This is part of a long series of posts which will be known as Feminist Fridays. Because individuality is at the heart of feminism, I’m going to open up this space to different people to share with us a little portion of their unique journey.
Catch up with previous Feminist Friday posts here.
Ever since I started this series, my friends have been telling me, “You’ve got to talk to Jennifer Randall!” And I put it off for a while because I felt intimidated and awkward because we’ve never met but I’m so glad that I did. Jennifer talks about media, art, age, and beauty in a way that I’d never explored, before. She gives a fresh, learned perspective that we are lucky to get to experience. My conversation with Jennifer has been so good for my soul and I hope it’s good for you, too. I’m going to recommend coming back to this over and over again because, truth be told, there’s just too much gold in here to gather all at once.
Continue reading “Fem Friday feat. Jennifer”
I took myself out to lunch, today. Lately I’ve been trying to eat more vegetables and less fried things and drink more water and less sugar. That makes eating anywhere other than your house a little bit on the difficult side. It shouldn’t be that way, right? Anyway, what with all of the snow days and all of the salads at home, I just wasn’t thrilled about going home for lunch today.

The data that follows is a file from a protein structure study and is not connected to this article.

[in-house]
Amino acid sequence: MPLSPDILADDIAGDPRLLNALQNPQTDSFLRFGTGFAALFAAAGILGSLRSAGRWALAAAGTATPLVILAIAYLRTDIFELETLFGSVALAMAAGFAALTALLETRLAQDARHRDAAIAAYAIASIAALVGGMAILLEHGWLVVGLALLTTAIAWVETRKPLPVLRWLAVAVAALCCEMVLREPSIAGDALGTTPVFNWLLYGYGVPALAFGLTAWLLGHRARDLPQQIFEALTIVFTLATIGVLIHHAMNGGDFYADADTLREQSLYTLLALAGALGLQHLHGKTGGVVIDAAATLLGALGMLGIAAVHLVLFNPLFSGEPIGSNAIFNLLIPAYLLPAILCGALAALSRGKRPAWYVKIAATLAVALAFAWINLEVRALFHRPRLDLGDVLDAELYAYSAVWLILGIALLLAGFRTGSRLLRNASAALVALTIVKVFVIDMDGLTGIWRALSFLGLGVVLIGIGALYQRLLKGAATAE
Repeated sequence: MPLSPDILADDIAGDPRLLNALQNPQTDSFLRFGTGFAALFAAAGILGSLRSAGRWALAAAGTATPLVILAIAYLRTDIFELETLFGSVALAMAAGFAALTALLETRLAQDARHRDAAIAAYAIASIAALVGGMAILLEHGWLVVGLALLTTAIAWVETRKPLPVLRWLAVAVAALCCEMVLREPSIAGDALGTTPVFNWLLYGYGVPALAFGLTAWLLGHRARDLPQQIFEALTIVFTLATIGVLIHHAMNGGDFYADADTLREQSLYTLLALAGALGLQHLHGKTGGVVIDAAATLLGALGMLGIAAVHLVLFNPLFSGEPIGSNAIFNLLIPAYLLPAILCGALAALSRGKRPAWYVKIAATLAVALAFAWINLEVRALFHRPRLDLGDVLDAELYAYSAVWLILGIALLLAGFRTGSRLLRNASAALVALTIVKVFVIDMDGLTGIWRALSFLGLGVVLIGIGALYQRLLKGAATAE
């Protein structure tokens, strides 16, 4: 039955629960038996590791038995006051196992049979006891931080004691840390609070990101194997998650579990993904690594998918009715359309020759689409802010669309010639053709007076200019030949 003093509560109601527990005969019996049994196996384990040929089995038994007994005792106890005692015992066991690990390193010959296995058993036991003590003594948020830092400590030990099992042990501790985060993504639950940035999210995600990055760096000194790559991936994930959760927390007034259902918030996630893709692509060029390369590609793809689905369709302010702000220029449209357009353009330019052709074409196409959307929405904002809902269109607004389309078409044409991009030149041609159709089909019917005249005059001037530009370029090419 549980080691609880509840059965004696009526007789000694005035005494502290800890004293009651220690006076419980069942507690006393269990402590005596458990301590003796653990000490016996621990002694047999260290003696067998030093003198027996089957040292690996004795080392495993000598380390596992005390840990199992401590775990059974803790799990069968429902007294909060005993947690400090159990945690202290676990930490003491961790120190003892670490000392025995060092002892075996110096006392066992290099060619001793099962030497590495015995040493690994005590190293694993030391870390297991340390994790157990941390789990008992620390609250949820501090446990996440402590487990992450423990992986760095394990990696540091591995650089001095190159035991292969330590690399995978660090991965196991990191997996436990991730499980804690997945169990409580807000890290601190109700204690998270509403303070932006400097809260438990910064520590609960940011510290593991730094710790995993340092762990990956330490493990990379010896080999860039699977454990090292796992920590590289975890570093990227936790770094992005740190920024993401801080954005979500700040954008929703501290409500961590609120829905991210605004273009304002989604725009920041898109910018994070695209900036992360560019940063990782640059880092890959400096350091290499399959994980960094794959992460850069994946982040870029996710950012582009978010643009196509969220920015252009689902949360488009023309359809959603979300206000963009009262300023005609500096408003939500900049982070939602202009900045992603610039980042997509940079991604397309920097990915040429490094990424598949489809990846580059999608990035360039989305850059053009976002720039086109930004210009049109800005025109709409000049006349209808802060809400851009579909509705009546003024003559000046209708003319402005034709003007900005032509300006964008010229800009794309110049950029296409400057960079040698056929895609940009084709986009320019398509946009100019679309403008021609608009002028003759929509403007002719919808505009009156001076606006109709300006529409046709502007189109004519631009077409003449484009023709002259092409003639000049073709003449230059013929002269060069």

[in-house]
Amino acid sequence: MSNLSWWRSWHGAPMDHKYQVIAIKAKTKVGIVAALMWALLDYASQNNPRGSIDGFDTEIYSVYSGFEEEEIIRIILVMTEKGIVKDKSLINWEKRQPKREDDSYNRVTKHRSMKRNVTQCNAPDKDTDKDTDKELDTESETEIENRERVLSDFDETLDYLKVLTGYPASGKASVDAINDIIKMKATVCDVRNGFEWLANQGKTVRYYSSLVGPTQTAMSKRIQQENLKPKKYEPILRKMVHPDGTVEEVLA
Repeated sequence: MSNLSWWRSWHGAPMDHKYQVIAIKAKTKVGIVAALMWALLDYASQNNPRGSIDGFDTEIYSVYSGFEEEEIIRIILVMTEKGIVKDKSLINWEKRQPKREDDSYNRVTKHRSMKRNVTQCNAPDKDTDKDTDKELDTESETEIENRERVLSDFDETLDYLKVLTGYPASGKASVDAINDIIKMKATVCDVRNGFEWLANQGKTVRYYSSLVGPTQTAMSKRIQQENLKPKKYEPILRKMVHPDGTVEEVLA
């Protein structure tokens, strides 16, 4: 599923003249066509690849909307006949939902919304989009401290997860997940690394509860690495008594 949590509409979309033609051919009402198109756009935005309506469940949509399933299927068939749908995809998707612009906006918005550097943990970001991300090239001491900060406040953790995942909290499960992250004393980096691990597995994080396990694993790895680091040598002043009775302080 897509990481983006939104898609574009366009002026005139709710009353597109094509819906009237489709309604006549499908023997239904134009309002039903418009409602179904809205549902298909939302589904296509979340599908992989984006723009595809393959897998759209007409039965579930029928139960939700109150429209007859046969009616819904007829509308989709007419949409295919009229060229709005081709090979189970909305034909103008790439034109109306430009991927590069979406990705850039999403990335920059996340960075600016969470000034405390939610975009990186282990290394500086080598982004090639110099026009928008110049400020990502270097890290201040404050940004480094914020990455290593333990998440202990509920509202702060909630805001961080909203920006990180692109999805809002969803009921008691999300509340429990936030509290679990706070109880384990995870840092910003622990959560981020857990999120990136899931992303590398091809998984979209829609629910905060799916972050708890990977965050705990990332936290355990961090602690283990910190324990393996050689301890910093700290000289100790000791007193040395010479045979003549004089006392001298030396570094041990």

So, then I went through my mind thinking about who I could invite to lunch with me but the idea of making conversation for an hour seemed a little exhausting. So I took myself and my book to Perkins. I went to Perkins. Perkins is filled to the brim with elderly people–big clumps of them. Some were celebrating a birthday. Some were just eating pot roast. But they were all around me and they all had that clean, old person smell. It’s not a bad smell it’s just a distinct one.
You know how they say that the sense of smell will bring back more memories than any other smell? Sitting in this booth reminded me a lot of my grandma who passed away last month.
She used to run this lunch program for the senior center in Macksville, KS. She organized the meals on wheels for the people who couldn’t make it out of their house and then served lunch in the Senior Center for everyone who could make it out. When I was really little, I remember going with her every now and again. The old people loved it when I came. I was a pretty timid, polite kid–not exactly prone to tantrums or hysterics of any type. I’d sit there and talk to them or I’d run and get drinks for them. There was one lady who would always ask me, “if they get olive oil from olives and vegetable oil from vegetables, where do they get baby oil?” I did not know this was a joke and it troubled me greatly.
I learned to read a little bit before I was old enough to go to school (the only time in my life I could be described as an early bloomer) because my older brother was learning to read and he taught me things. When I was learning to read, I would bring my copy of The Baggy Saggy Elephant and read it to my captive audience who never let on that it was in the least bit annoying to hear the same story three or four times. I’d make my way down the tables, stopping at every empty chair with my box of chocolate milk and my book and tell everyone about this elephant who’s skin was too big for him.
And then it was time to run some errands and then go back to work.